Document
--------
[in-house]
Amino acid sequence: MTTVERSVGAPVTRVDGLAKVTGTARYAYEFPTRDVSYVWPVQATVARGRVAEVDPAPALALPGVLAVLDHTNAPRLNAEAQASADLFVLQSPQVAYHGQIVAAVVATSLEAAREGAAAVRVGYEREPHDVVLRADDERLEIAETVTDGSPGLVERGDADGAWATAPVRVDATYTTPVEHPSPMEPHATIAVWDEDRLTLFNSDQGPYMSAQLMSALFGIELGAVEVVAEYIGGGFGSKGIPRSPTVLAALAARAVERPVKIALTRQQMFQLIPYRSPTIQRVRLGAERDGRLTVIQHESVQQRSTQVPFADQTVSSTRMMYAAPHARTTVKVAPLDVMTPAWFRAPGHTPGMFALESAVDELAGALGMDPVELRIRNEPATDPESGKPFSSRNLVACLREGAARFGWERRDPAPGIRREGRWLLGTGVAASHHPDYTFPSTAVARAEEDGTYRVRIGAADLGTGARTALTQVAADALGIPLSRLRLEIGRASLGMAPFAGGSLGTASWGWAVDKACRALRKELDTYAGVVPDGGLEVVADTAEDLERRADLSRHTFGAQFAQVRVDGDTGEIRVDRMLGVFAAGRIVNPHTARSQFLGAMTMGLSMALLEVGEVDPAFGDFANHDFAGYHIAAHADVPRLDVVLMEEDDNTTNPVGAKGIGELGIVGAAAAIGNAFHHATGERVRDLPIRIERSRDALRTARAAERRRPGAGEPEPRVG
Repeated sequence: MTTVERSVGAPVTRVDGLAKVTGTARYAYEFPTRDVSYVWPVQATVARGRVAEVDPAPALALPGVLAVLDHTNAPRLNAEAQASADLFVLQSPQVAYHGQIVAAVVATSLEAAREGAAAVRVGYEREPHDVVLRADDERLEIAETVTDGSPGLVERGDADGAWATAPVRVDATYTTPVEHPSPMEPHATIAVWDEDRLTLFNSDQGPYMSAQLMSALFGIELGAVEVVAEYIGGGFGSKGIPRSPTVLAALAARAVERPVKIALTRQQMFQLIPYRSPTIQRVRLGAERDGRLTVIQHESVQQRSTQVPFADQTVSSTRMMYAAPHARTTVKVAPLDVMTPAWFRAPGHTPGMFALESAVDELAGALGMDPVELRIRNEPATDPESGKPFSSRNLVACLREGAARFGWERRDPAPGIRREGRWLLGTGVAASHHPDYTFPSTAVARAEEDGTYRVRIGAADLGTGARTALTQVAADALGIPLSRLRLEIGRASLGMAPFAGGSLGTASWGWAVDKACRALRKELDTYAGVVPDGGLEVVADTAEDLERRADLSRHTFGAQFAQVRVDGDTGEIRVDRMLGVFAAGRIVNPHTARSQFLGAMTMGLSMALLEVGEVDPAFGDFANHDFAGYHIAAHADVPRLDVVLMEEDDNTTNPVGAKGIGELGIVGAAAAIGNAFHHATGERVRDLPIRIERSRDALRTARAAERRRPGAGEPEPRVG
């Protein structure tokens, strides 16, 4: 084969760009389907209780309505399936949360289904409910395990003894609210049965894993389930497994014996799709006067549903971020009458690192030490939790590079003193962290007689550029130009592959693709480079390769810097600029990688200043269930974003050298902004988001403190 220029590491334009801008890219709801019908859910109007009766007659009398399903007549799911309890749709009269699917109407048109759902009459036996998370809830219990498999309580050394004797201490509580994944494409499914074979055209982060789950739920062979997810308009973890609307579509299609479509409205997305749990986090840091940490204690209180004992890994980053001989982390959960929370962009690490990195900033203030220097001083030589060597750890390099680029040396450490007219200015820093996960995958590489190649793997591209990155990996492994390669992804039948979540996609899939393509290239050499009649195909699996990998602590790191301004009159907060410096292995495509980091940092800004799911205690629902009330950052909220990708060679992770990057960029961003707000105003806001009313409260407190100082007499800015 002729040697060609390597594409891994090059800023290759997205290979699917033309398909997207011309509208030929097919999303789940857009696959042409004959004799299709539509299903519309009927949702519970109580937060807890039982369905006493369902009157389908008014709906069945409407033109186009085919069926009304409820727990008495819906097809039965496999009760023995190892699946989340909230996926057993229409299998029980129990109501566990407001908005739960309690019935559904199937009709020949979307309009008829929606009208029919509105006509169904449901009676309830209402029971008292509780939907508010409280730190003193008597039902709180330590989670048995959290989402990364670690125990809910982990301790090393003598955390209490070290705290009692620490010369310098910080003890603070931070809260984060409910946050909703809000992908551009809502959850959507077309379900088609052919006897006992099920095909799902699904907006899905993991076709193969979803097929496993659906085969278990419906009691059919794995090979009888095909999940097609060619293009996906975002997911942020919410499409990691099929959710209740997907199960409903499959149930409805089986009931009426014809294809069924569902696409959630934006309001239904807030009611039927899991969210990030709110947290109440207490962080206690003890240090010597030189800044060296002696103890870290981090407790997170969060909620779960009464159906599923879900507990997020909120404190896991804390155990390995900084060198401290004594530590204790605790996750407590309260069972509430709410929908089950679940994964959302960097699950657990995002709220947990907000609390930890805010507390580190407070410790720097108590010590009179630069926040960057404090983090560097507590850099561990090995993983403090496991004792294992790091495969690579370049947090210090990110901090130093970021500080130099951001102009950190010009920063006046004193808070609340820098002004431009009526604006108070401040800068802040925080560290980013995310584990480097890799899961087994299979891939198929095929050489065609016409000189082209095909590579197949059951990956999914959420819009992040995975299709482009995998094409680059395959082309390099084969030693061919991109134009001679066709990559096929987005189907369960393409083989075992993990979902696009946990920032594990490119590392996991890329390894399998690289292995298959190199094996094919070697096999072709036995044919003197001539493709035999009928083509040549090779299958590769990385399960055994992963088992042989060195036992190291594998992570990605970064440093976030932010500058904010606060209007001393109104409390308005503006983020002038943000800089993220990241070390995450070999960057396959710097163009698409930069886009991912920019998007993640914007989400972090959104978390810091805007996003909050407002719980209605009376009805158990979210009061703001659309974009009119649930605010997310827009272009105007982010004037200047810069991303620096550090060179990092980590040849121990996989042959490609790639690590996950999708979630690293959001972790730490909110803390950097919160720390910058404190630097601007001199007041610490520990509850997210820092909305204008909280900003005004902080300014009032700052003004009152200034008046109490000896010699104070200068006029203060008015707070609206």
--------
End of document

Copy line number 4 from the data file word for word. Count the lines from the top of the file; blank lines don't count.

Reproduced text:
């Protein structure tokens, strides 16, 4: 084969760009389907209780309505399936949360289904409910395990003894609210049965894993389930497994014996799709006067549903971020009458690192030490939790590079003193962290007689550029130009592959693709480079390769810097600029990688200043269930974003050298902004988001403190 220029590491334009801008890219709801019908859910109007009766007659009398399903007549799911309890749709009269699917109407048109759902009459036996998370809830219990498999309580050394004797201490509580994944494409499914074979055209982060789950739920062979997810308009973890609307579509299609479509409205997305749990986090840091940490204690209180004992890994980053001989982390959960929370962009690490990195900033203030220097001083030589060597750890390099680029040396450490007219200015820093996960995958590489190649793997591209990155990996492994390669992804039948979540996609899939393509290239050499009649195909699996990998602590790191301004009159907060410096292995495509980091940092800004799911205690629902009330950052909220990708060679992770990057960029961003707000105003806001009313409260407190100082007499800015 002729040697060609390597594409891994090059800023290759997205290979699917033309398909997207011309509208030929097919999303789940857009696959042409004959004799299709539509299903519309009927949702519970109580937060807890039982369905006493369902009157389908008014709906069945409407033109186009085919069926009304409820727990008495819906097809039965496999009760023995190892699946989340909230996926057993229409299998029980129990109501566990407001908005739960309690019935559904199937009709020949979307309009008829929606009208029919509105006509169904449901009676309830209402029971008292509780939907508010409280730190003193008597039902709180330590989670048995959290989402990364670690125990809910982990301790090393003598955390209490070290705290009692620490010369310098910080003890603070931070809260984060409910946050909703809000992908551009809502959850959507077309379900088609052919006897006992099920095909799902699904907006899905993991076709193969979803097929496993659906085969278990419906009691059919794995090979009888095909999940097609060619293009996906975002997911942020919410499409990691099929959710209740997907199960409903499959149930409805089986009931009426014809294809069924569902696409959630934006309001239904807030009611039927899991969210990030709110947290109440207490962080206690003890240090010597030189800044060296002696103890870290981090407790997170969060909620779960009464159906599923879900507990997020909120404190896991804390155990390995900084060198401290004594530590204790605790996750407590309260069972509430709410929908089950679940994964959302960097699950657990995002709220947990907000609390930890805010507390580190407070410790720097108590010590009179630069926040960057404090983090560097507590850099561990090995993983403090496991004792294992790091495969690579370049947090210090990110901090130093970021500080130099951001102009950190010009920063006046004193808070609340820098002004431009009526604006108070401040800068802040925080560290980013995310584990480097890799899961087994299979891939198929095929050489065609016409000189082209095909590579197949059951990956999914959420819009992040995975299709482009995998094409680059395959082309390099084969030693061919991109134009001679066709990559096929987005189907369960393409083989075992993990979902696009946990920032594990490119590392996991890329390894399998690289292995298959190199094996094919070697096999072709036995044919003197001539493709035999009928083509040549090779299958590769990385399960055994992963088992042989060195036992190291594998992570990605970064440093976030932010500058904010606060209007001393109104409390308005503006983020002038943000800089993220990241070390995450070999960057396959710097163009698409930069886009991912920019998007993640914007989400972090959104978390810091805007996003909050407002719980209605009376009805158990979210009061703001659309974009009119649930605010997310827009272009105007982010004037200047810069991303620096550090060179990092980590040849121990996989042959490609790639690590996950999708979630690293959001972790730490909110803390950097919160720390910058404190630097601007001199007041610490520990509850997210820092909305204008909280900003005004902080300014009032700052003004009152200034008046109490000896010699104070200068006029203060008015707070609206």